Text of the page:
NON-TRADITIONAL STUDENTS IN AUSTRALIAN HIGHER EDUCATION: PERSISTENT INEQUITIES AND THE NEW IDEOLOGY OF ‘STUDENT CHOICE’


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Abstract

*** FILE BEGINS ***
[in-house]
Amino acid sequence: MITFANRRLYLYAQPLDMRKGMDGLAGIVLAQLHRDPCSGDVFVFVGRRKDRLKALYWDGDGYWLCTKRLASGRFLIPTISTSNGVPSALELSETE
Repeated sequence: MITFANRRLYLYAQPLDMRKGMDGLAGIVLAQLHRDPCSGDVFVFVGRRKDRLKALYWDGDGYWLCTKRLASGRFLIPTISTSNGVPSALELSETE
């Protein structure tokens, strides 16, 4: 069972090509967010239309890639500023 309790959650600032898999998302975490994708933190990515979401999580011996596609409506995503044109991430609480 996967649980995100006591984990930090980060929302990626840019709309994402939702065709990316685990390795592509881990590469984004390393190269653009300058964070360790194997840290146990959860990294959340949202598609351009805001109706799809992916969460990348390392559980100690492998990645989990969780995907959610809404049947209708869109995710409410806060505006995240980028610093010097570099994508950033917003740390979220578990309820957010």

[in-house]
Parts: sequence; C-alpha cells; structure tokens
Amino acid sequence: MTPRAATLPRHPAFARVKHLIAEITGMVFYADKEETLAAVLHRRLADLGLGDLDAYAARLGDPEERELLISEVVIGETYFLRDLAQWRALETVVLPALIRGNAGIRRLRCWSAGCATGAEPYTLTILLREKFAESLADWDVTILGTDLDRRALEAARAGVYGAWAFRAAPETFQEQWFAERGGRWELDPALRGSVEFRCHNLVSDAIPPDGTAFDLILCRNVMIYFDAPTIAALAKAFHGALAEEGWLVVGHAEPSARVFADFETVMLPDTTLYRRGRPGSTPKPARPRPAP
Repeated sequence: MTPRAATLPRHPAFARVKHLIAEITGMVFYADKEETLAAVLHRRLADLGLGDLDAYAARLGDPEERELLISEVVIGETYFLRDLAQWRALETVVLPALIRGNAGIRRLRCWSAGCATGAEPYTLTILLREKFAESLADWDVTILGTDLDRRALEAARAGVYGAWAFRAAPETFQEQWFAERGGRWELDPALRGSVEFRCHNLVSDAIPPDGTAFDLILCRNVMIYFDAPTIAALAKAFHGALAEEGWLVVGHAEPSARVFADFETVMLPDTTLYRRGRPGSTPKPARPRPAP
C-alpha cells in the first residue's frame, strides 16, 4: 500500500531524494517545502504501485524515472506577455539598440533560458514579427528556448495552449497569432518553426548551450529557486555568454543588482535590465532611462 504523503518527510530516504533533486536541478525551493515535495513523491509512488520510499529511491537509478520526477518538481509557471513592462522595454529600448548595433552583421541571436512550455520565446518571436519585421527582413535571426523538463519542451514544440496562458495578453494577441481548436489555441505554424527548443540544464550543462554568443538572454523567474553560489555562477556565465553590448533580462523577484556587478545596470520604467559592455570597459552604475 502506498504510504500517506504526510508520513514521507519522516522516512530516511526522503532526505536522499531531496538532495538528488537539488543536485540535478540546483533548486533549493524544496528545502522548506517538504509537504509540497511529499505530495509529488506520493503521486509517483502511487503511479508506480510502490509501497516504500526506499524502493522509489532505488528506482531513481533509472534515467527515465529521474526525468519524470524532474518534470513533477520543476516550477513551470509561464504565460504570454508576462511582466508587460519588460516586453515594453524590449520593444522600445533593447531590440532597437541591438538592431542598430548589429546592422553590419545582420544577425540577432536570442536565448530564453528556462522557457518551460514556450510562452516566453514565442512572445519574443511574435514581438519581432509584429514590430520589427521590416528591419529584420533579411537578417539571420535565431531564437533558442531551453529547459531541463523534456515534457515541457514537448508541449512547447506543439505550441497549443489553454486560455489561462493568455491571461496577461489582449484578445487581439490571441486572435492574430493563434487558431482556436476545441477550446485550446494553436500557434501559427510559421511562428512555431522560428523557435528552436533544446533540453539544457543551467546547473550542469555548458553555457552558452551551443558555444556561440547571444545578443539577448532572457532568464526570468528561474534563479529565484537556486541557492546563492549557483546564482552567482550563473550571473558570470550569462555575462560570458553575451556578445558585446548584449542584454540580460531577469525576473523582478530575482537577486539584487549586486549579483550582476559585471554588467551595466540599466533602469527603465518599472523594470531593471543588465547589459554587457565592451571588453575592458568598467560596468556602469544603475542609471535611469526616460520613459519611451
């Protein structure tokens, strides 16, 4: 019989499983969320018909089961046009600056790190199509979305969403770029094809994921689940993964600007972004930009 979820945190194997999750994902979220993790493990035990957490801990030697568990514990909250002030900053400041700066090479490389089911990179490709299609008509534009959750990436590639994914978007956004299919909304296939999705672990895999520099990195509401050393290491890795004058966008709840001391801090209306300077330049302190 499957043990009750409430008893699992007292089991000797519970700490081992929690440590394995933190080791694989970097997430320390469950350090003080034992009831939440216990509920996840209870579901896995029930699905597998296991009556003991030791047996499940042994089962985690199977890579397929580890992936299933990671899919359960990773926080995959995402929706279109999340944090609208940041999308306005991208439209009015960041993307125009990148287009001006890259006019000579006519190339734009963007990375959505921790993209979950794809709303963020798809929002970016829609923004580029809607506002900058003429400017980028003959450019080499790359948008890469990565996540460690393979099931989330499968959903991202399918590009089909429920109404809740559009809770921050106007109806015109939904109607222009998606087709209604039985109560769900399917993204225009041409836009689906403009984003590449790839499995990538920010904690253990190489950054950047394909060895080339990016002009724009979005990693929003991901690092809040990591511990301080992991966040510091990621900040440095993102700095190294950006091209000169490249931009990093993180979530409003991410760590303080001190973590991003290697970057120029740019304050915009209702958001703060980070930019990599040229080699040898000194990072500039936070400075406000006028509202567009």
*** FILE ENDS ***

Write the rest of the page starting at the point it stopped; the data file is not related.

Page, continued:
Despite the expansion of access to Australian higher education in the past decade, the participation shares of rural and isolated people and people from lower socioeconomic backgrounds have altered little and remain unacceptably low. This paper reports findings from two national studies at the Centre for the Study of Higher Education that have examined student choices about higher education, especially the inhibiting factors still present for non-traditional students. The discussion focuses on the dilemmas and challenges for Australian universities in balancing the adoption of entrepreneurial approaches to student recruitment with an unfinished equity agenda. The paper raises questions about the new ideology of individual choice influencing university policy and whether or not this can be reconciled with social equity objectives.

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